Ellie doesn’t want her brother Jimmy to go to war. He’s her favourite person in the whole world. Smug Victoria Gandeck is proud to have her four brothers in the Marines, but Ellie would rather have Jimmy at home. When the time comes for him to leave she is left to hope and pray for his safe return with only his letters to raise her spirits.
At first I wasn’t sure if I would like this novel as it is written in quite a jokey style with a lot of American slang, and I didn’t take to the main character. The more I read, however, the more engrossing and emotionally involving it became, and I warmed to Ellie as she struggled to cope with both the war and being a teenager. The book deals with quite complex emotions and doesn’t shy away from them. As the novel is set in America, the experience of the Second World War is quite different to novels set in Britain – there are no evacuees or bombing raids. Flags hang in the windows of homes displaying a blue star if they have a family member in the military. If the person dies, then the star is changed from blue to gold. Ellie hates the stars because they are a constant reminder of the danger Jimmy is in.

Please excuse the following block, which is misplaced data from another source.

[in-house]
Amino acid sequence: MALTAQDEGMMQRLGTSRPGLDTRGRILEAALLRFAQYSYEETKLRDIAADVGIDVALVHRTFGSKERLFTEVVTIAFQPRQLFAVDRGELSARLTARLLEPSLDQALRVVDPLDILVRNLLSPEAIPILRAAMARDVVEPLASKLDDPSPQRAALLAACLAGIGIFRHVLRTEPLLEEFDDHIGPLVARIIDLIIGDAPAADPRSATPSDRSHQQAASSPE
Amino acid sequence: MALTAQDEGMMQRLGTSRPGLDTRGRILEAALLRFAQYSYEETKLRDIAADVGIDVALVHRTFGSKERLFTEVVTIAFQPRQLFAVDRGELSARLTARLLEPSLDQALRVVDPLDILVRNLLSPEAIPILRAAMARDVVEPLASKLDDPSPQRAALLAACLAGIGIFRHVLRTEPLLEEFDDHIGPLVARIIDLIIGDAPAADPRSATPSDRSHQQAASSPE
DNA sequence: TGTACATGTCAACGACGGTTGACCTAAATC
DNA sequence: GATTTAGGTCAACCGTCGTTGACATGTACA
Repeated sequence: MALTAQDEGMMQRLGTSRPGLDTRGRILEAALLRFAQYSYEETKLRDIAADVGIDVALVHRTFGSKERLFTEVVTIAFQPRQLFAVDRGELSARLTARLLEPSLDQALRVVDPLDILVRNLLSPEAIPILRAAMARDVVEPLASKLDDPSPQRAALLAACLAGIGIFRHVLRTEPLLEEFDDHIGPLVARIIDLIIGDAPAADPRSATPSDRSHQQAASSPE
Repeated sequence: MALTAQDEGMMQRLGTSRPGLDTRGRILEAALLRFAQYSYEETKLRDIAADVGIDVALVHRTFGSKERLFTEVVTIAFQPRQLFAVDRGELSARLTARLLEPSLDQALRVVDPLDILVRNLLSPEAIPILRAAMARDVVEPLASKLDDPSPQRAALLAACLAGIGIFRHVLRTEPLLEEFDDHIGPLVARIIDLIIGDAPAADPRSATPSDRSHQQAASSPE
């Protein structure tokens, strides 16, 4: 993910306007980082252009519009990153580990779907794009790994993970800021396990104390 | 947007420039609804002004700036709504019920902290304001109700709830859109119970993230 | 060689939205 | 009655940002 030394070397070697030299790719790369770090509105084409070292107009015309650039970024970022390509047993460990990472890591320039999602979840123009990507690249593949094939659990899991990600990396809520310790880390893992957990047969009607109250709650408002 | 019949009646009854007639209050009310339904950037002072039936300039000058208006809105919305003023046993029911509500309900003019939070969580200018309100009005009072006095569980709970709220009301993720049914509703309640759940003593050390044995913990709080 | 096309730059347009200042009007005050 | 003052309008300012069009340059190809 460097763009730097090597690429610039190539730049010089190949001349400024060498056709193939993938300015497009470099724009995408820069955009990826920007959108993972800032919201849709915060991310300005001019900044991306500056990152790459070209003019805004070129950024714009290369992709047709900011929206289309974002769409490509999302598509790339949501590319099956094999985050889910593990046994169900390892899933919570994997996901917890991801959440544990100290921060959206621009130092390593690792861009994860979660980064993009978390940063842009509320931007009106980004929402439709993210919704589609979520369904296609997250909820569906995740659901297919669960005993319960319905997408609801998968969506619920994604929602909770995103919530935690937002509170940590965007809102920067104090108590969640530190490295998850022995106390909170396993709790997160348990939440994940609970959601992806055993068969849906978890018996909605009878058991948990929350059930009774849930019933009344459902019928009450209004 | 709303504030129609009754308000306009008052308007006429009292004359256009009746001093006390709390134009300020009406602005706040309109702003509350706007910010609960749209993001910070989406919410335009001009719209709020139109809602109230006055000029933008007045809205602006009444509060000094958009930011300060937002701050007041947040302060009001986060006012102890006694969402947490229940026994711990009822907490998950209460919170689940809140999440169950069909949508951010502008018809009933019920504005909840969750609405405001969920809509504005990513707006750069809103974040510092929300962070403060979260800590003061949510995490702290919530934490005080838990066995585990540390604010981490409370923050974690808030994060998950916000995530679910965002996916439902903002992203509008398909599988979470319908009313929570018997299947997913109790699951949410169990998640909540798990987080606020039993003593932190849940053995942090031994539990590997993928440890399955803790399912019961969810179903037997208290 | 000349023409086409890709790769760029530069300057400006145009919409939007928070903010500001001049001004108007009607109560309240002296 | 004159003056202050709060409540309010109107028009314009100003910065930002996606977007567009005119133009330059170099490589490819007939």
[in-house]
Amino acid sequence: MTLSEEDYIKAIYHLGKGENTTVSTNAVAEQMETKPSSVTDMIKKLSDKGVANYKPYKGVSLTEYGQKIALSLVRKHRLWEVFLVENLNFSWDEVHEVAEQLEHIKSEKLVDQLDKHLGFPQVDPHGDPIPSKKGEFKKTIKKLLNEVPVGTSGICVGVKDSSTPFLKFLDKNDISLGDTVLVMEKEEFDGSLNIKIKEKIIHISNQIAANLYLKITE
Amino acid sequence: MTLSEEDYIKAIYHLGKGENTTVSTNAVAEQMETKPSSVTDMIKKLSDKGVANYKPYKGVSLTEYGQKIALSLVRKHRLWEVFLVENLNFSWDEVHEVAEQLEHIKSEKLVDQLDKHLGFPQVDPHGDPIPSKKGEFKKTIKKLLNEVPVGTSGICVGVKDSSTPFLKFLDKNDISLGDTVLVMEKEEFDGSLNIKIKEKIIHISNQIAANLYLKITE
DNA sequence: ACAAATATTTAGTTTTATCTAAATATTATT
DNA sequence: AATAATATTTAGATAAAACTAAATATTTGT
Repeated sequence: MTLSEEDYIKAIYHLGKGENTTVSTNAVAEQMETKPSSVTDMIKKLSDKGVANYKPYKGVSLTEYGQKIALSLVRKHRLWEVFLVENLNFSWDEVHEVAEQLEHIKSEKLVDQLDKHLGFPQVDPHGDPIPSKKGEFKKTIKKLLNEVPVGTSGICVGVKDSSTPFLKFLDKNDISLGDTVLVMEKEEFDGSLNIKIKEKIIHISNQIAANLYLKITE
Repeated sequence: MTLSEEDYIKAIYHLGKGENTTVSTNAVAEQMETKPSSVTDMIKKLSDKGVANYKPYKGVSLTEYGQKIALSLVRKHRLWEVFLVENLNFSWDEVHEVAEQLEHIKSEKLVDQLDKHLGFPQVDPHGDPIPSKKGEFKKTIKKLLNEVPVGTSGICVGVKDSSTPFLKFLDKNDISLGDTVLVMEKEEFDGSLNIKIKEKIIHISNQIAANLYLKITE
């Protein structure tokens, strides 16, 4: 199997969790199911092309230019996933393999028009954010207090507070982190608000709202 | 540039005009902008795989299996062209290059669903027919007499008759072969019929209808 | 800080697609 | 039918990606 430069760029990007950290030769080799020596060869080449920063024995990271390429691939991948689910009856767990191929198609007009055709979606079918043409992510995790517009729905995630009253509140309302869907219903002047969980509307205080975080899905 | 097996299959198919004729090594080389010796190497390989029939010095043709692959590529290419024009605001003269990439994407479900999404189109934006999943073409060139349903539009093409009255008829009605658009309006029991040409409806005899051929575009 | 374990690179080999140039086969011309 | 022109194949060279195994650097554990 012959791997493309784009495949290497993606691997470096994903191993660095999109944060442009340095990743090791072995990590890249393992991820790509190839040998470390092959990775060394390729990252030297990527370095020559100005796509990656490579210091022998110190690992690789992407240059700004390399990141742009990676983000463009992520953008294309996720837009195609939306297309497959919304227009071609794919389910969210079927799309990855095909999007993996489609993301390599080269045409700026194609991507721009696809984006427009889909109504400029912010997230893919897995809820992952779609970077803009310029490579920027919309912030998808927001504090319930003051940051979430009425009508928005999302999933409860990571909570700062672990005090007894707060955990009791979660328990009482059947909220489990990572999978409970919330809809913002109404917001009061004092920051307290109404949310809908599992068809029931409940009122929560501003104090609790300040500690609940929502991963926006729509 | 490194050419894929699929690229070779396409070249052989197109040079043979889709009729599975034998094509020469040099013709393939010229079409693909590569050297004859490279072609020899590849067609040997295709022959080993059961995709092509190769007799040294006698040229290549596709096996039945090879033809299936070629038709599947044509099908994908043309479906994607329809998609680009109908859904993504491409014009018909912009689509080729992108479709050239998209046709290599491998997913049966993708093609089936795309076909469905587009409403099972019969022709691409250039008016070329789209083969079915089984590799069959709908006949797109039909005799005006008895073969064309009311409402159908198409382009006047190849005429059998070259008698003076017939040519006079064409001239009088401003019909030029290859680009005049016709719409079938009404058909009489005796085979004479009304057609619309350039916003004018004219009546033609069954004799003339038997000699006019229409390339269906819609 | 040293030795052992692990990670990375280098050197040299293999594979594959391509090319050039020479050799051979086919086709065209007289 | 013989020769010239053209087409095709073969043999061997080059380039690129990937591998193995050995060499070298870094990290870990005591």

The novel charts the history of the war through Ellie’s eyes as she gets older and her relationships change with friends, enemies and family members as they experience excitement, pride, loss, shame and fear together. It is an engaging novel that would appeal to girls of 10+.